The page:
When the NIH published those studies in the mid-90s, the summary included this little gem: Americans would rather admit to being heroin addicts than tell someone they were bisexual. And that’s because of homophobia in general, but also biphobia among both the straight and queer communities.
So, if someone tells you they are bisexual, don’t argue with them, don’t doubt them or try to convince them that they’re just confused or curious or uncertain. Believe them. Accept them. They were brave enough to open up to you. The least you can do in the face of that is refrain from being a jerk. You know, don’t be a “contemptible, stupid, or inconsiderate person.”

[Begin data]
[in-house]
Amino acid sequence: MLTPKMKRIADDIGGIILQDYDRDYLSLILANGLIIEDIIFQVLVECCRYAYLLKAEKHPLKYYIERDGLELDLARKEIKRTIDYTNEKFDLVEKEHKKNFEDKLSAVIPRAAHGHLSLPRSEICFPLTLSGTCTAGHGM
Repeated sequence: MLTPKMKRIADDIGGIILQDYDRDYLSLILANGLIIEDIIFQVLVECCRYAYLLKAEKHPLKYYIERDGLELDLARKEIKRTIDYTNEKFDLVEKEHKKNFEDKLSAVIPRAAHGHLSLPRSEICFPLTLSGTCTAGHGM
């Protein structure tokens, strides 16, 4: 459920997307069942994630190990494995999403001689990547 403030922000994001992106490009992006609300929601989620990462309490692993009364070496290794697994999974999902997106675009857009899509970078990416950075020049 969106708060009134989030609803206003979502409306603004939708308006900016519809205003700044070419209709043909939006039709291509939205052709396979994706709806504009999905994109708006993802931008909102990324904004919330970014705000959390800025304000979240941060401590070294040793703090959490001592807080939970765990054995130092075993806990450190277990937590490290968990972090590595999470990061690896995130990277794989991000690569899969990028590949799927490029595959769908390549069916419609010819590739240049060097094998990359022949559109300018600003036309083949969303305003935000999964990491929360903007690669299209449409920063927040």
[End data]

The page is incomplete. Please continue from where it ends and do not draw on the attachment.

Instead, be an ally. Their sexuality is valid. Period.
I had a topic queued up for this week’s Throwback Thursday/More of why I love sf/f post, but then I remembered that it’s Bisexual Awareness Week, which is an expansion of Bisexual Visibility Day, and I thought, maybe I should write about some of the sci fi stories that I remember reading in my late teens/early twenties that nudged me into thinking maybe I was bi rather than gay.
As I tracked those stories down over the last few days, I realized something: none of the characters in those books actually identified as bisexual. The characters talk about bisexuality as an abstract, in exactly the way a closeted queer person might with their friends as a means of tentatively sounding out the friend to see if said friend would accept them if you came out as gay or bi.